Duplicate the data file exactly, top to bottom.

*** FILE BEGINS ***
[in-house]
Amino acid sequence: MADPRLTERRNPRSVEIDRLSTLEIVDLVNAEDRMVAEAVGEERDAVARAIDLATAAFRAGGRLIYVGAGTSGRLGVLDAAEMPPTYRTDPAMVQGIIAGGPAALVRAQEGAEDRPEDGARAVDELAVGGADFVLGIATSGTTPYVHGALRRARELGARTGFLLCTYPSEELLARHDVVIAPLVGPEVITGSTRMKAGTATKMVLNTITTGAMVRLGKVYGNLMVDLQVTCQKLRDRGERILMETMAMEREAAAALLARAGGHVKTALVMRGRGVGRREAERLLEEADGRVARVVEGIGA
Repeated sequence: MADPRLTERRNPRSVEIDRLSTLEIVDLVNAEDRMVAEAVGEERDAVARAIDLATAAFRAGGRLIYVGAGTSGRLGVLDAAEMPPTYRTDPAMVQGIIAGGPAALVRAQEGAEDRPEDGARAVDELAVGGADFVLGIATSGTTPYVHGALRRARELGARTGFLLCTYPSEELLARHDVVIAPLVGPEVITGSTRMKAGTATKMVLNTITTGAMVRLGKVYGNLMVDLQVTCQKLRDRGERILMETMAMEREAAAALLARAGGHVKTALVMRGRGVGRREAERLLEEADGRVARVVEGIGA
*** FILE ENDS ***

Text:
[in-house]
Amino acid sequence: MADPRLTERRNPRSVEIDRLSTLEIVDLVNAEDRMVAEAVGEERDAVARAIDLATAAFRAGGRLIYVGAGTSGRLGVLDAAEMPPTYRTDPAMVQGIIAGGPAALVRAQEGAEDRPEDGARAVDELAVGGADFVLGIATSGTTPYVHGALRRARELGARTGFLLCTYPSEELLARHDVVIAPLVGPEVITGSTRMKAGTATKMVLNTITTGAMVRLGKVYGNLMVDLQVTCQKLRDRGERILMETMAMEREAAAALLARAGGHVKTALVMRGRGVGRREAERLLEEADGRVARVVEGIGA
Repeated sequence: MADPRLTERRNPRSVEIDRLSTLEIVDLVNAEDRMVAEAVGEERDAVARAIDLATAAFRAGGRLIYVGAGTSGRLGVLDAAEMPPTYRTDPAMVQGIIAGGPAALVRAQEGAEDRPEDGARAVDELAVGGADFVLGIATSGTTPYVHGALRRARELGARTGFLLCTYPSEELLARHDVVIAPLVGPEVITGSTRMKAGTATKMVLNTITTGAMVRLGKVYGNLMVDLQVTCQKLRDRGERILMETMAMEREAAAALLARAGGHVKTALVMRGRGVGRREAERLLEEADGRVARVVEGIGA